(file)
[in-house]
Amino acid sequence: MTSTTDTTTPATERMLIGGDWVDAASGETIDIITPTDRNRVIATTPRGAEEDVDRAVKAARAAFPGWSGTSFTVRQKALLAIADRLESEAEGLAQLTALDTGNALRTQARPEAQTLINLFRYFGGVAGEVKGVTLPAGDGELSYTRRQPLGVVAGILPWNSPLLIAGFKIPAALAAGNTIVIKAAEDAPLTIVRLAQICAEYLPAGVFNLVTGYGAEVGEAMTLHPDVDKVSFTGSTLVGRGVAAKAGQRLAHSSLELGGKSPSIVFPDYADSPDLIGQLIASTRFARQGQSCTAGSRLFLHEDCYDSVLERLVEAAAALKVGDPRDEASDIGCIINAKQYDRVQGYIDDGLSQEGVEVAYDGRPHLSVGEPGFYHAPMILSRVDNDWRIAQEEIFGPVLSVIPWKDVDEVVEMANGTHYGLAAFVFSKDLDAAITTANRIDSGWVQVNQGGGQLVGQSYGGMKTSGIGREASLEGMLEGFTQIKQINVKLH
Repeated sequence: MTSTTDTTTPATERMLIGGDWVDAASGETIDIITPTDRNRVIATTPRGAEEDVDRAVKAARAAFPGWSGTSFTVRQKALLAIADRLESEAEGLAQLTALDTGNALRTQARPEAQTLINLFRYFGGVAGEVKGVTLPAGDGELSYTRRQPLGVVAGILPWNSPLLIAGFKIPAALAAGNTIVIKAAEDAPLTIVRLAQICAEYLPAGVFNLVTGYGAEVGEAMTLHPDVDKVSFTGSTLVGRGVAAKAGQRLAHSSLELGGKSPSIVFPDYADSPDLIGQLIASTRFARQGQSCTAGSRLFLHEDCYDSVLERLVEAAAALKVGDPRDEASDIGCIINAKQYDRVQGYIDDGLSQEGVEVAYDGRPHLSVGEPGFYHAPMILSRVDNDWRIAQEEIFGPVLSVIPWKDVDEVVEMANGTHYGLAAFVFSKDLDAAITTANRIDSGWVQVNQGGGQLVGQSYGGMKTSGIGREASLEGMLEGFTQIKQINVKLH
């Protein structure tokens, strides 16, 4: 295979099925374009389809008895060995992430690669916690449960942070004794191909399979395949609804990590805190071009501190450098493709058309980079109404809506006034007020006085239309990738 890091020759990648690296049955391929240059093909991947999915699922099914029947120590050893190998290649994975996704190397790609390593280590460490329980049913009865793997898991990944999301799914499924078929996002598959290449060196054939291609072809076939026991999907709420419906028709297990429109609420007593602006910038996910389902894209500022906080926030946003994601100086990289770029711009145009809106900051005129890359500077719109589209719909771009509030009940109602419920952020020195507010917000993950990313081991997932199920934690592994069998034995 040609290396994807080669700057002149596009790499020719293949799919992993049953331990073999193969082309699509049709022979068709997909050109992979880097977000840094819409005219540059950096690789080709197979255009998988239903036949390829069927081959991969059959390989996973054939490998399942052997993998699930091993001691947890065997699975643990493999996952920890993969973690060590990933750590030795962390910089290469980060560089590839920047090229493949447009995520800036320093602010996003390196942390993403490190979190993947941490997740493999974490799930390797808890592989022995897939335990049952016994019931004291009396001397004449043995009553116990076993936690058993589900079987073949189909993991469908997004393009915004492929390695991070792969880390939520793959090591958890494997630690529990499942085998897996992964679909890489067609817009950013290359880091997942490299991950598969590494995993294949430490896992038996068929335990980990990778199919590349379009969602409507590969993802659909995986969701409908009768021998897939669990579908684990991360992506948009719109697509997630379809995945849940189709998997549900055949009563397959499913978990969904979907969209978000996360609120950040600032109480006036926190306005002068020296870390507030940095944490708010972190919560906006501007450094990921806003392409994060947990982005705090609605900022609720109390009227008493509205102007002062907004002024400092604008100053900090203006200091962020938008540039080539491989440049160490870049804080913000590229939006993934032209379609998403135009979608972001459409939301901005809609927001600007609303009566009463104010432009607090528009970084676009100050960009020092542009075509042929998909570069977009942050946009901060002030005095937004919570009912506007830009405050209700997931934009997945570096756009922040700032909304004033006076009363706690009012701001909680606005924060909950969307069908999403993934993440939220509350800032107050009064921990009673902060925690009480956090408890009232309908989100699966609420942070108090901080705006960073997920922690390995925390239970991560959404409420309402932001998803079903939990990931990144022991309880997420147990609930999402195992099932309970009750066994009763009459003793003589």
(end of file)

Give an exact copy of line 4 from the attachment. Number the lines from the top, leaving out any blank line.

């Protein structure tokens, strides 16, 4: 295979099925374009389809008895060995992430690669916690449960942070004794191909399979395949609804990590805190071009501190450098493709058309980079109404809506006034007020006085239309990738 890091020759990648690296049955391929240059093909991947999915699922099914029947120590050893190998290649994975996704190397790609390593280590460490329980049913009865793997898991990944999301799914499924078929996002598959290449060196054939291609072809076939026991999907709420419906028709297990429109609420007593602006910038996910389902894209500022906080926030946003994601100086990289770029711009145009809106900051005129890359500077719109589209719909771009509030009940109602419920952020020195507010917000993950990313081991997932199920934690592994069998034995 040609290396994807080669700057002149596009790499020719293949799919992993049953331990073999193969082309699509049709022979068709997909050109992979880097977000840094819409005219540059950096690789080709197979255009998988239903036949390829069927081959991969059959390989996973054939490998399942052997993998699930091993001691947890065997699975643990493999996952920890993969973690060590990933750590030795962390910089290469980060560089590839920047090229493949447009995520800036320093602010996003390196942390993403490190979190993947941490997740493999974490799930390797808890592989022995897939335990049952016994019931004291009396001397004449043995009553116990076993936690058993589900079987073949189909993991469908997004393009915004492929390695991070792969880390939520793959090591958890494997630690529990499942085998897996992964679909890489067609817009950013290359880091997942490299991950598969590494995993294949430490896992038996068929335990980990990778199919590349379009969602409507590969993802659909995986969701409908009768021998897939669990579908684990991360992506948009719109697509997630379809995945849940189709998997549900055949009563397959499913978990969904979907969209978000996360609120950040600032109480006036926190306005002068020296870390507030940095944490708010972190919560906006501007450094990921806003392409994060947990982005705090609605900022609720109390009227008493509205102007002062907004002024400092604008100053900090203006200091962020938008540039080539491989440049160490870049804080913000590229939006993934032209379609998403135009979608972001459409939301901005809609927001600007609303009566009463104010432009607090528009970084676009100050960009020092542009075509042929998909570069977009942050946009901060002030005095937004919570009912506007830009405050209700997931934009997945570096756009922040700032909304004033006076009363706690009012701001909680606005924060909950969307069908999403993934993440939220509350800032107050009064921990009673902060925690009480956090408890009232309908989100699966609420942070108090901080705006960073997920922690390995925390239970991560959404409420309402932001998803079903939990990931990144022991309880997420147990609930999402195992099932309970009750066994009763009459003793003589």